You can select Preferences under the Edit menu and check the appropriate boxes to enable these features.
As mentioned above, GNS3 is not just a simulator, it is also an emulator. It can emulate a long list of router platforms and other devices. Additionally, if you use an EtherSwitch card in a router, switching platforms can also be emulated depending upon the degree of the card’s supported functionality.
It uses a TCP/IP communications channel for the Dynamips hypervisor mode, which means you can run GNS3 on one machine and the Dynamips emulator on a different machine. So, GNS3 provides you the flexibility of working with a remote host machine, if required.
Another key feature of this tool is that you can use it to connect your virtual devices with real network hardware. Although the provided switching environment is limited for networking personnel who want to make more advanced switching labs, it is good enough for the people who want to study for their networking certifications.
GNS3 as a learning tool
GNS3 can emulate most of the router platforms and other network devices. You can use GNS3 as an alternative or complementary tool to real labs and simulate Cisco and Juniper topologies.
Also, the VirtualBox support in GNS3 allows even system administrators and engineers to utilise GNS3 to make labs and test network features.
Additionally, the high level of accuracy in simulations makes GNS3 a suitable choice to experiment with features or to check configurations that need to be deployed later on real devices. For example, you can connect your virtual network to real ones or capture packets using Wireshark to start with your experimentations.
The key feature which sets GNS3 apart from the other router simulators in market is that you can actually work on the same operating systems as in real networks and simulate them with higher accuracy in virtual environment.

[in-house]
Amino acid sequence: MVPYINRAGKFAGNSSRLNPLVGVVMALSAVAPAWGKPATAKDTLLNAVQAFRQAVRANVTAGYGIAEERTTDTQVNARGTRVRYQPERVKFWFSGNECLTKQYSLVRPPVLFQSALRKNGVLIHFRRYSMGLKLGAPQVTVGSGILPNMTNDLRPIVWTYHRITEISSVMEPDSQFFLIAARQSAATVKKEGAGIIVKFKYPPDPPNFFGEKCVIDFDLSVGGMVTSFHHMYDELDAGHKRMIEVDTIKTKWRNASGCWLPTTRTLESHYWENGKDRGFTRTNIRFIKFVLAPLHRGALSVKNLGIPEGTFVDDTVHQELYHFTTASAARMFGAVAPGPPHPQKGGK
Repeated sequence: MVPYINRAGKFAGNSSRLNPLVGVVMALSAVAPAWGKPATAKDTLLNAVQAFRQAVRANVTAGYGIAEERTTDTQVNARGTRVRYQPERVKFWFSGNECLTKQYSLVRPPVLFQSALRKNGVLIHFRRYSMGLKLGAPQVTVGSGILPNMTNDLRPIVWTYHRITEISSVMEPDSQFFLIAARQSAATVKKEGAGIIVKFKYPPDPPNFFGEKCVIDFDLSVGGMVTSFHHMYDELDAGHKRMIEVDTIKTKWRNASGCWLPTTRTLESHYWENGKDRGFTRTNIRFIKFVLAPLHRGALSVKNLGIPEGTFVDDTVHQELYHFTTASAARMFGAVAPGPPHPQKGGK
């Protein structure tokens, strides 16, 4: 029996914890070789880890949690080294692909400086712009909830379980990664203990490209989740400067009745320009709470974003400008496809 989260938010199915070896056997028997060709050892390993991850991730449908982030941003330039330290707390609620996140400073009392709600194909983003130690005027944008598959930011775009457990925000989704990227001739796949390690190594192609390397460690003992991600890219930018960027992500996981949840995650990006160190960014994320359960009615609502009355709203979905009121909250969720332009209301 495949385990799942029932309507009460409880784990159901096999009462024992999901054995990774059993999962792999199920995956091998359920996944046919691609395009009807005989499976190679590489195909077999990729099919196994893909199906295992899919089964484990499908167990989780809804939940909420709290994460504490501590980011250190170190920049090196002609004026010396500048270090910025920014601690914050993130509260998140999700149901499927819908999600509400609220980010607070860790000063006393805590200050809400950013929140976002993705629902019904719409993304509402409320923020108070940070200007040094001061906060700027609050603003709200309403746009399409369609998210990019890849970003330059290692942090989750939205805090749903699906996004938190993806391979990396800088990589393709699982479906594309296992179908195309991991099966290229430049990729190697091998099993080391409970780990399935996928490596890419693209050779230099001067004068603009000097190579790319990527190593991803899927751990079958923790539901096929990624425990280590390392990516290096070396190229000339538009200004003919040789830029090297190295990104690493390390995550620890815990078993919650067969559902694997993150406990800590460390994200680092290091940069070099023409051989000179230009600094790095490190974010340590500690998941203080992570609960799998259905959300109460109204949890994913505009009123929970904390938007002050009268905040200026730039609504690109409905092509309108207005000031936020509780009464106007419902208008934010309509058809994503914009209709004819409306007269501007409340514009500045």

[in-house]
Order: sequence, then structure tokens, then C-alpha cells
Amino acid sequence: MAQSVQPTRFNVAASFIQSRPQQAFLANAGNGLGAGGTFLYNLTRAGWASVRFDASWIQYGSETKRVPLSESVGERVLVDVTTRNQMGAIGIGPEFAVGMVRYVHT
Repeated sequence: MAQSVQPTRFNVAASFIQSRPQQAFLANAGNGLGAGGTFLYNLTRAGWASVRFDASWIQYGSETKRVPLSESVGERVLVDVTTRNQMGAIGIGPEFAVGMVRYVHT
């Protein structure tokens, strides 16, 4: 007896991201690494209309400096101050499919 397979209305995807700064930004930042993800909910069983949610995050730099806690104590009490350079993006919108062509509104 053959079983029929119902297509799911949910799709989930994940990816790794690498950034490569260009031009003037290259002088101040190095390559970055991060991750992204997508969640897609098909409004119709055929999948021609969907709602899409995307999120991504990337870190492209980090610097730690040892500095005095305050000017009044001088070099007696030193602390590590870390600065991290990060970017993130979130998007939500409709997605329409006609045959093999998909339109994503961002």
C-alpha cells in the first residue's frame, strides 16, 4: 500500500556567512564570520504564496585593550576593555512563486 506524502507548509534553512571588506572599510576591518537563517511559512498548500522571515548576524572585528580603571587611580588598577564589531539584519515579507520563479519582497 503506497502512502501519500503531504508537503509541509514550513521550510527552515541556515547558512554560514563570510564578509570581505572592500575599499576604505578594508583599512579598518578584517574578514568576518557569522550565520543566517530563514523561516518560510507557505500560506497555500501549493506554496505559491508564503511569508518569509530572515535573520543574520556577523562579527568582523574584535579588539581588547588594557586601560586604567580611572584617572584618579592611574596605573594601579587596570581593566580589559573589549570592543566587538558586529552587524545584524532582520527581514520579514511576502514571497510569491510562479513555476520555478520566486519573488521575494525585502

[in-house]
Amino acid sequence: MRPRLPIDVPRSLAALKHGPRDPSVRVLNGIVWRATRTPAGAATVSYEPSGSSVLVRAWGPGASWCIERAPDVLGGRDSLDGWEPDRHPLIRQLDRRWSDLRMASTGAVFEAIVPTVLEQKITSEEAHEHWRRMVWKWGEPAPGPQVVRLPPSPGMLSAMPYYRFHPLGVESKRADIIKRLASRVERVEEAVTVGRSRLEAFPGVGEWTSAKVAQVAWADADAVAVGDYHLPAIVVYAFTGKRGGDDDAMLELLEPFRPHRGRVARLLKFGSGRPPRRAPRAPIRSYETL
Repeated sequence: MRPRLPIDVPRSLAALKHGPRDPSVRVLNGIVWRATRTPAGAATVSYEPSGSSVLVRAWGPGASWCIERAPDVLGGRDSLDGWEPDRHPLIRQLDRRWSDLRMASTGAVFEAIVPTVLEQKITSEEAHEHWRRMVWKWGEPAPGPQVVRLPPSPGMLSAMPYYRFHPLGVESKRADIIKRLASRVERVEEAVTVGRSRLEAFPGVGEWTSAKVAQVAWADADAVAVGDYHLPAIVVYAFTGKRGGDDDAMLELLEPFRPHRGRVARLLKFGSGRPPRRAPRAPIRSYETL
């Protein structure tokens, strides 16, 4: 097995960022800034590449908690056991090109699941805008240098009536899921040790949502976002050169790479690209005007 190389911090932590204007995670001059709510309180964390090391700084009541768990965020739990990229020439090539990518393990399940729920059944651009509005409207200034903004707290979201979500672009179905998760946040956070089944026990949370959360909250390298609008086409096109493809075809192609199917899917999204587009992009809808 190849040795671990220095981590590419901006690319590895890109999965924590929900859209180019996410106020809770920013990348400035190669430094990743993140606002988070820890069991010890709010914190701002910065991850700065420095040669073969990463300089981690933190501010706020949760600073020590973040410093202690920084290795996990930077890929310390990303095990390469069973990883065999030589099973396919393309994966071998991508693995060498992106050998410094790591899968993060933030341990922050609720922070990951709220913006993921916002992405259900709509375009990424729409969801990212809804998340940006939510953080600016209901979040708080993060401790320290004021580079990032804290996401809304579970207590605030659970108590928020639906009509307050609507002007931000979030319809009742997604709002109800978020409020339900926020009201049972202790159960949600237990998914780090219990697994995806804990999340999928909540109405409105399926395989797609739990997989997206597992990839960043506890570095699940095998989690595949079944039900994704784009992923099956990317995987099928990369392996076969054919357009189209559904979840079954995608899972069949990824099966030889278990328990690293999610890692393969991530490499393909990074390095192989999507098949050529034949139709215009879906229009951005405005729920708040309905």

There are several other router simulators in the market, but with the downside of being limited to the command line that a developer can choose to include. Also, these are not always accurate as the real network.
Most likely, you will find some commands or parameters which are not supported when working on a practice lab. Moreover, the other simulators can only provide a representation of the output of a simulated router where the accuracy of such representations depends only on the developer. But with GNS3, which allows you to run an actual Cisco IOS, you can see the exact output the IOS produces and have access to any command or parameter supported by the Cisco IOS.
Additionally, GNS3 is an open source, free program for you to use. However, licencing restrictions require you to provide your own Cisco IOSs to use with GNS3. Also, throughput provided in a virtual environment by GNS3 is around 1000 packets per second while a normal router will provide a hundred to a thousand times greater throughput.
We do not say GNS3 can take the place of a real router, but it is a tool for creating a lab environment which can provide you a good learning and testing closest to the real ones.
To download the latest versions and support, visit the official website www.gns3.net. Official documentation and video tutorials are available at the website for your help. For any technical support, you can contact GNS3 community forum and social media sites. Also, a collection of exercises/labs to learn more with GNS3 is available at the website.
An IRC channel is also available on Freenode dedicated servers, which can be accessed via irc://irc.freenode.net:6667/gns3. You can talk about anything concerning GNS3—future releases, new features and ideas on this channel.
Now you can experiment with configuring virtual networks on a PC or a Raspberry Pi running Linux, and simulate in the closest possible way to how the real networks perform.
The author is a technical journalist at EFY